Making Scents: Blogger Barney Bishop takes BB Man Cologne Sampling

Barney Bishop’s brother took notice of his obsession well before Barney did. When they were kids he told Barney, “You smell everything!” Today, Barney, the olfactory aficionado behind the blog Fragrant Moments, has almost 200 bottles in his ever-growing “scent wardrobe.” We tapped him for a few tips about the best order of operations when it comes to sampling scents.

Spray Liberally

“What guys need to understand is that the fragrances at Sephora are there to be sampled. You don’t have to look over your shoulder. Just don’t abuse them—some guys are in there spraying themselves to death.”

Strip Tease

“Before anything goes on your skin, spray the fragrance on long white strips of paper—scent strips. Then give the scent a few seconds to die down. Right after you spray it, you’ll notice more alcohol, so don’t actually begin the sniff test until it’s had a moment to sit on the strip. Then, if it smells like something you could wear, spray it on your skin.”

Skin Dive

“When I’m sampling a scent on my skin, I keep it very simple. I spray the back of my hand or forearm once. Don’t overcomplicate matters by trying out a bunch of different scents on your skin at once. Cap it at two or three max.”

Top, Middle, Base

“Cologne ages with time. The opening notes—what you smell when you first spray the cologne on yourself—is like the huge one-day sale in big bright lights. It grabs your attention. Shortly thereafter, the scent will change and the middle notes will present themselves. After that come the base notes.“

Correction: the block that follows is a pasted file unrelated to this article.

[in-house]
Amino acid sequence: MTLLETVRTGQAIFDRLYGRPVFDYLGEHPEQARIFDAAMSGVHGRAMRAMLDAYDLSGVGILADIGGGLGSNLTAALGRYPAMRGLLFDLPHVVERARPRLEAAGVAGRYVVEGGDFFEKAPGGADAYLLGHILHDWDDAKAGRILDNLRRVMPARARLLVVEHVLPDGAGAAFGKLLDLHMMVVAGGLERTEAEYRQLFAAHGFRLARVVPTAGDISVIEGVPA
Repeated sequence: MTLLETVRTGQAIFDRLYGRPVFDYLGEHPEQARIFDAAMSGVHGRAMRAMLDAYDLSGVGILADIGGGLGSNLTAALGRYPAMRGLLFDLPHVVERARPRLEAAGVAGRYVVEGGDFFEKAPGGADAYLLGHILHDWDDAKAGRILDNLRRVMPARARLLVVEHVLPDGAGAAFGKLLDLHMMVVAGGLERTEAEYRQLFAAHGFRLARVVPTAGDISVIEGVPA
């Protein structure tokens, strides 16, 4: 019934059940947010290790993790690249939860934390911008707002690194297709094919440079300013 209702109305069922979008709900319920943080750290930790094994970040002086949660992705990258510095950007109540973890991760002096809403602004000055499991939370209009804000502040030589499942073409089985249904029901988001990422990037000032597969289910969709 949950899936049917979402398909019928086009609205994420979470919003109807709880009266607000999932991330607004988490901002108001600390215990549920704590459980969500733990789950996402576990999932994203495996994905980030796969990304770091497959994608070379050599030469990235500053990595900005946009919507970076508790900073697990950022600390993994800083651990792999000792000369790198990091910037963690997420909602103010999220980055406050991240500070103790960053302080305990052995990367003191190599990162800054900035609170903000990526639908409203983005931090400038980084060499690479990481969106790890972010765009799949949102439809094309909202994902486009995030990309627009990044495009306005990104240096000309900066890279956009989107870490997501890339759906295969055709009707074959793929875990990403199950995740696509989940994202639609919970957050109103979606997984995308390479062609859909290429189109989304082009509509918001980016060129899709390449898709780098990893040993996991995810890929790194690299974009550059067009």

Decision Time

“You really want to pay attention to this the base note developments and ask yourself simply, ‘Do I want to smell like this?’ What you’re smelling at this stage is the essence of what really makes up that scent. If the answer is yes, you’ve found a winner. If you’re on the fence, sample it another day. Your mood or any number of things could be affecting your judgment. If the answer is unequivocally no, then move on.”

Be Wary of the Workplace

“Observe caution at the office. There’s always that person that brings in a lunch that leaves an unpleasant order in the cafeteria. The same can be true with personal scents. If you’re working in close proximity of others, keep it light. Citrus-based scents are airy and bright and work well at the office.”

Seasons Change

“In the summer when the heat is beating you down, you want to wear lighter scents to feel fresh and energized. Citrus, aquatic, beachy scents will do the trick. Conversely, in the winter, we tend to look for comforting scents. Woods and leathers in heavier dosages are ideal, though spring and summer scents can be worn year round. When in doubt, listen to your nose. It never lies.”

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